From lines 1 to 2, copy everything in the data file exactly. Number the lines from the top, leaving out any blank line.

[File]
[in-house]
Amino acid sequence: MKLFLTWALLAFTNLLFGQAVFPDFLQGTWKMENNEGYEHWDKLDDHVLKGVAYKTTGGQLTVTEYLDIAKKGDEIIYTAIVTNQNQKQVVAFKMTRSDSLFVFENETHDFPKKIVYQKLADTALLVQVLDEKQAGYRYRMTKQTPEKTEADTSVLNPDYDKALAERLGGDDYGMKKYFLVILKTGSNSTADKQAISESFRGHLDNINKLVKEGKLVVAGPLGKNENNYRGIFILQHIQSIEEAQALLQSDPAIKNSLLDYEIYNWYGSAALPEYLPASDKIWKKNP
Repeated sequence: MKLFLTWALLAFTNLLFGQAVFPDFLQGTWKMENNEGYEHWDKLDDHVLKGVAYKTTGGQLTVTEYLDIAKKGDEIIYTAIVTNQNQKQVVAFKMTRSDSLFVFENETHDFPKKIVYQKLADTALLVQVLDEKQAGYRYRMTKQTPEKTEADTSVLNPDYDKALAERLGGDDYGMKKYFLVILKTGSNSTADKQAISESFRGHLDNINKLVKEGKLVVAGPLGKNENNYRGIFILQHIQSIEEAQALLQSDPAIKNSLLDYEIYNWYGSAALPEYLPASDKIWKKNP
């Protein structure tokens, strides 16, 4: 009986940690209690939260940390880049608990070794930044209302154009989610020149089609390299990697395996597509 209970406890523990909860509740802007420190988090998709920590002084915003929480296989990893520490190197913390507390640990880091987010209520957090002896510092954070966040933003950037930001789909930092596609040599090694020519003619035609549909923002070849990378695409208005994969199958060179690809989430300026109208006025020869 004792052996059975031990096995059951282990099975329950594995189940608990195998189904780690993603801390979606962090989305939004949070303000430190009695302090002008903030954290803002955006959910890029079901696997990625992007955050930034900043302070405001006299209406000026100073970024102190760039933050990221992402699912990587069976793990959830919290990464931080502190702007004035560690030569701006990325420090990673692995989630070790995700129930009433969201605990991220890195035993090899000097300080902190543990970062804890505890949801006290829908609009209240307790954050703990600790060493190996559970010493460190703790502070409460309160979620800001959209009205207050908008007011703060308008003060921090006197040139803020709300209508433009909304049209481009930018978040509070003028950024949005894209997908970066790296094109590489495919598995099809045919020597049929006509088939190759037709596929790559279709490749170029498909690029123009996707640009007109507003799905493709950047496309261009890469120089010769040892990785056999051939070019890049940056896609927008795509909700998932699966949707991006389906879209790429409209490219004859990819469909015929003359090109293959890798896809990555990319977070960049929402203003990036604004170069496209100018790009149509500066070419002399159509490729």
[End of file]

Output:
[in-house]
Amino acid sequence: MKLFLTWALLAFTNLLFGQAVFPDFLQGTWKMENNEGYEHWDKLDDHVLKGVAYKTTGGQLTVTEYLDIAKKGDEIIYTAIVTNQNQKQVVAFKMTRSDSLFVFENETHDFPKKIVYQKLADTALLVQVLDEKQAGYRYRMTKQTPEKTEADTSVLNPDYDKALAERLGGDDYGMKKYFLVILKTGSNSTADKQAISESFRGHLDNINKLVKEGKLVVAGPLGKNENNYRGIFILQHIQSIEEAQALLQSDPAIKNSLLDYEIYNWYGSAALPEYLPASDKIWKKNP